“Is gaydar really a thing?” Cooper asks.
I shrug. I don’t know. I’ve never really thought so. It’s something off the telly. I shift a little and settle further into my seat on the wall. I’ve found a flat stone to sit on and so has Cooper. The wall is newer than the church and the graveyard but still pretty old. It’s stable though, enough for us at least.
Everything’s quiet out here, even the spring lambs.
“What about transdar?”
Except Cooper of course.
The sleeping sheep in the field behind us grumble.
“Transdar?” I repeat, trying not to laugh.
“Yeah, gaydar but with trans people.”
I sometimes regret coming out to Cooper. I should’ve known he’d have questions; he has questions about everything. A weird obsession with information. It’s harmless mostly, I like that he wants to learn but it’s tiring and Google exists.
“We sort of gravitate towards each other,” I say eventually.
“Gay magnets,” I tell him with a smile.
“Do you have a deadname?”
Okay, so he has been on the internet.
“That’s mostly just trans people.”
He nods and I wonder what he does with all this information he gathers. It’s not like he’s writing a book.
We’re waiting for Myra. It’s been an hour and it’ll probably be an hour more. I can hear the crying start up though so maybe not quite that long.
“Animals can be gay too right? Saw that on facebook?”
I want to tell him he shouldn’t believe everything he reads online but he’s not wrong. Or did I read that online too?
“Am I the only gay person you know?” I ask instead.
It has dominated most of our conversations over the last two months, but it’s a small village and few of us about these days.
We all fade away eventually. Like queer people, Cooper and I have gravitated towards each other. Alone, young, accident victims.
Not much else in common but what else is there?
Someone’s hyperventilating, I can tell from here. It’s not the first funeral we’ve attended and it won’t be the last.
Like I said, we gravitate.
“I think so,” he replies.
He probably doesn’t even know many other people any more. The rest of the village is elderly. Only me and him are even under forty. Perhaps that’s why he’s trying to learn so much now; because he didn’t before.
“What about you?”
I live in a village surrounded by other villages. The kind of place where they have a WI and you’re not supposed to go to the other village shows unless you’re a spy. I always went along with it without question, like with most things. Explains how I ended up here certainly.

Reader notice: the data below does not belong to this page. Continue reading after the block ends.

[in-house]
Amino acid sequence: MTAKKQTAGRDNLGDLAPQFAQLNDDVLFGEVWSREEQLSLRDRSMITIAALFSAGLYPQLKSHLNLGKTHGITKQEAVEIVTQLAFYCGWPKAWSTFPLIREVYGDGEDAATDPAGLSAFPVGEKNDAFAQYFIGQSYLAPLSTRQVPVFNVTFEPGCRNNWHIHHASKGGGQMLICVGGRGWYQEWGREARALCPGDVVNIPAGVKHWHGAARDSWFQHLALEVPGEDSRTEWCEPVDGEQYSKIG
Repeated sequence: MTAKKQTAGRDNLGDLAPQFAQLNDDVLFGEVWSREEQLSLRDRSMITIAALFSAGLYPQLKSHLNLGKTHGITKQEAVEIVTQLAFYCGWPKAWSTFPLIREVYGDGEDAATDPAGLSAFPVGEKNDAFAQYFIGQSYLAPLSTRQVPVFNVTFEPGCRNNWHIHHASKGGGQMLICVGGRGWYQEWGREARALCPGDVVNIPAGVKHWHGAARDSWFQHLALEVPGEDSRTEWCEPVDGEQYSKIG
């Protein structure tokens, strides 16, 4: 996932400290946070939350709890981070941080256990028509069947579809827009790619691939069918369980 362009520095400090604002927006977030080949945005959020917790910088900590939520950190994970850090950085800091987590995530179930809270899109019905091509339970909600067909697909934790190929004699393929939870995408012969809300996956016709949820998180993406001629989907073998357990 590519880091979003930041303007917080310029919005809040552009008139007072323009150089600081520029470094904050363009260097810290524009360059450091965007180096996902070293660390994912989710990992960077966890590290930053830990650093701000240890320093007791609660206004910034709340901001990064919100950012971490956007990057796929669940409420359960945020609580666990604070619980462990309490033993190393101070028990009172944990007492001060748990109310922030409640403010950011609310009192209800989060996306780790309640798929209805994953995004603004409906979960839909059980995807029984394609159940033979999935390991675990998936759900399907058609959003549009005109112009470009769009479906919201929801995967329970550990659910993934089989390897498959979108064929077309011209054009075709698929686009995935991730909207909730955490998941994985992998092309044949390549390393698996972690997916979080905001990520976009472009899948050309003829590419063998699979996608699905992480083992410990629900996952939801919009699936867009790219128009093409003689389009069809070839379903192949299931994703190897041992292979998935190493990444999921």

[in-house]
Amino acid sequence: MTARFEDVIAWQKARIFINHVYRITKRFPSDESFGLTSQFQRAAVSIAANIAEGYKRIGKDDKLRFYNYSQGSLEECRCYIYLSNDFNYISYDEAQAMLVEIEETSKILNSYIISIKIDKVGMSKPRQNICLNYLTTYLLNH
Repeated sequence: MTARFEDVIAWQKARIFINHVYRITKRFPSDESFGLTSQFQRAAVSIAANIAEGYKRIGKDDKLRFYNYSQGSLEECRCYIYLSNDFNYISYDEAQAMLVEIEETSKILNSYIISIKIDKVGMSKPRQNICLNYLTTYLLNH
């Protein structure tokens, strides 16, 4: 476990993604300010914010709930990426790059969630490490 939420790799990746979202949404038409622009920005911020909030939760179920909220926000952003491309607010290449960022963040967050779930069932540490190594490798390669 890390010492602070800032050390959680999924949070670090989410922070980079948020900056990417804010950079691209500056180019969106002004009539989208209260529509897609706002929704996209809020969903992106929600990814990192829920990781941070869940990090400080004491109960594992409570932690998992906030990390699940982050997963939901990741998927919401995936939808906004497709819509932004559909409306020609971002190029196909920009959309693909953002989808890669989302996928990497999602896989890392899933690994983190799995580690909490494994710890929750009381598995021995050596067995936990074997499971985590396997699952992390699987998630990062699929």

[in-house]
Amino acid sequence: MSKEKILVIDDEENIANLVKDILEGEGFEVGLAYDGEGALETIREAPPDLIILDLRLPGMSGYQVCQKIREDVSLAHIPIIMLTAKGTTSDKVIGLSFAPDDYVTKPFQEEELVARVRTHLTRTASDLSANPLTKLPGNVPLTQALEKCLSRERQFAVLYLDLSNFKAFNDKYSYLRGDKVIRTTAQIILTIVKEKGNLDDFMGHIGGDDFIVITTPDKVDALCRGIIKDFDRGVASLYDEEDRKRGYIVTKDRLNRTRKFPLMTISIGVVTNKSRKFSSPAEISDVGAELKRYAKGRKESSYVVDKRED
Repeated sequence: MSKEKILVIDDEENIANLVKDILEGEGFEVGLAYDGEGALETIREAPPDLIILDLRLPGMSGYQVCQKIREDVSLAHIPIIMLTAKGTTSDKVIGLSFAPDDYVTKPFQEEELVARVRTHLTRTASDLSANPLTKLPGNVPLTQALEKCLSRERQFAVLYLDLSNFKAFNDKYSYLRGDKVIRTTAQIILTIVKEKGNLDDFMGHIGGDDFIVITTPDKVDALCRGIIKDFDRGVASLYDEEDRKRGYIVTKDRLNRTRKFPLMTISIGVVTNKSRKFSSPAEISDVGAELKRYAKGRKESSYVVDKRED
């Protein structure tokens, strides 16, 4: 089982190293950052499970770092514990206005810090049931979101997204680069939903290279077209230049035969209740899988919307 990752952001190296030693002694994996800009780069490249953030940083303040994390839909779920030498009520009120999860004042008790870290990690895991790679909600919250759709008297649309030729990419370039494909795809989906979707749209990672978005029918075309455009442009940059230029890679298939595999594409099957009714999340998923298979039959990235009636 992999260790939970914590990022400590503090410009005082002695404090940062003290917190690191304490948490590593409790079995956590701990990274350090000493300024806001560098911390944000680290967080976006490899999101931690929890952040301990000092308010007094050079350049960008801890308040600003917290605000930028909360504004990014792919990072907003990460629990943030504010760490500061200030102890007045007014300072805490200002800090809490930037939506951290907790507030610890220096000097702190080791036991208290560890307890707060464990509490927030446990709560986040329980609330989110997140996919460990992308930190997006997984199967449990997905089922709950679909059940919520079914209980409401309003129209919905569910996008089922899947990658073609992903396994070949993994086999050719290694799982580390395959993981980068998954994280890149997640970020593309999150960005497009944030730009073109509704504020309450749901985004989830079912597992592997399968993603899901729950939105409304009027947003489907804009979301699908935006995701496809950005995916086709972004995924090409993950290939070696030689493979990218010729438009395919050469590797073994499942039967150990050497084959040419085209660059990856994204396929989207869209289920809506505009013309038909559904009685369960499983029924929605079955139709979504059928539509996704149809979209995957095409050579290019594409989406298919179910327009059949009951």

Cooper stands, stretches his legs. The hymns start again.
We don’t sing.
I did once, Mrs Keystone’s funeral. My voice didn’t sound right, still doesn’t even when I talk. I don’t know about Cooper.
“What’s your first name?” I ask.
It’s been six months since we met, on this same stone wall outside this same stone church. He already knew my name and just introduced himself as Cooper and nothing else really mattered. Still doesn’t I suppose but it would be nice to know.
Mrs Jones is wailing.
I don’t blame her.
Cooper waits until someone consoles her, calms her, before he answers.
“Gwilym,” he admits, “Cooper’s cooler. Not that it’s important now of course but it used to be. Plus there were three other Gwilyms in my year at school.”
“Cooper is cooler,” I agree.
The hymns are over, I can tell because the crying has started in earnest again. Or perhaps it’s no longer drowned out by the organist. People are standing, pews are creaking – though usually at one of these it’s bones too – and I slip off the wall to my feet.
A few minutes later and Father Justin walks out of the church, followed by the pallbearers carrying the coffin and a mass of black behind them.
Myra appears next to me, and I give her a weak smile. She’s still adjusting, reconciling, so I wait.
“Welcome to the afterlife,” he says cheerfully.
After the procession passes us by; Myra’s mother held up by her brothers, I see the realisation on her face as she feels it.
“You’re my welcoming committee?” she asks.
“Something like that,” I reply.
She nods, watching her dad collapse to the grass.
“Thanks,” she mutters.